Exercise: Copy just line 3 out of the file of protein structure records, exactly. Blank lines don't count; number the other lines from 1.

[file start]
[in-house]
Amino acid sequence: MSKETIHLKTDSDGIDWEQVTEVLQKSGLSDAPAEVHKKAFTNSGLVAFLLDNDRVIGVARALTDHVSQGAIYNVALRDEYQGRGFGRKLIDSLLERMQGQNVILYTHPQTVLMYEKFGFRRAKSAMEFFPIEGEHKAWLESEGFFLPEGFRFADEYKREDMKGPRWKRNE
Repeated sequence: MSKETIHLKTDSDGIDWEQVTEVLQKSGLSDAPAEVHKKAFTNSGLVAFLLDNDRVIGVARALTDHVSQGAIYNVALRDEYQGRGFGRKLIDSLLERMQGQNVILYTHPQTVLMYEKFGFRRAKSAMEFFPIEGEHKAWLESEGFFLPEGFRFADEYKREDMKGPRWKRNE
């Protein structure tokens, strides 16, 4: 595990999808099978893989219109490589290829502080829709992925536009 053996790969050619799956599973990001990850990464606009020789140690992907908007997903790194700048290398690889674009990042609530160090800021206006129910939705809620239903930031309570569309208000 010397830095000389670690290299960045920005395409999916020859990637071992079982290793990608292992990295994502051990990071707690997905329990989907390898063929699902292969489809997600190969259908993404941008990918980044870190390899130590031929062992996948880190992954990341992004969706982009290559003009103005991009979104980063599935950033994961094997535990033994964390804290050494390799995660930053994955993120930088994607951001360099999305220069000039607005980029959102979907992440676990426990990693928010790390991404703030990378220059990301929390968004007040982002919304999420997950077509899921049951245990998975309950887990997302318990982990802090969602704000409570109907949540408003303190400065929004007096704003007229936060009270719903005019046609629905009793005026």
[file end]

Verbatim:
Repeated sequence: MSKETIHLKTDSDGIDWEQVTEVLQKSGLSDAPAEVHKKAFTNSGLVAFLLDNDRVIGVARALTDHVSQGAIYNVALRDEYQGRGFGRKLIDSLLERMQGQNVILYTHPQTVLMYEKFGFRRAKSAMEFFPIEGEHKAWLESEGFFLPEGFRFADEYKREDMKGPRWKRNE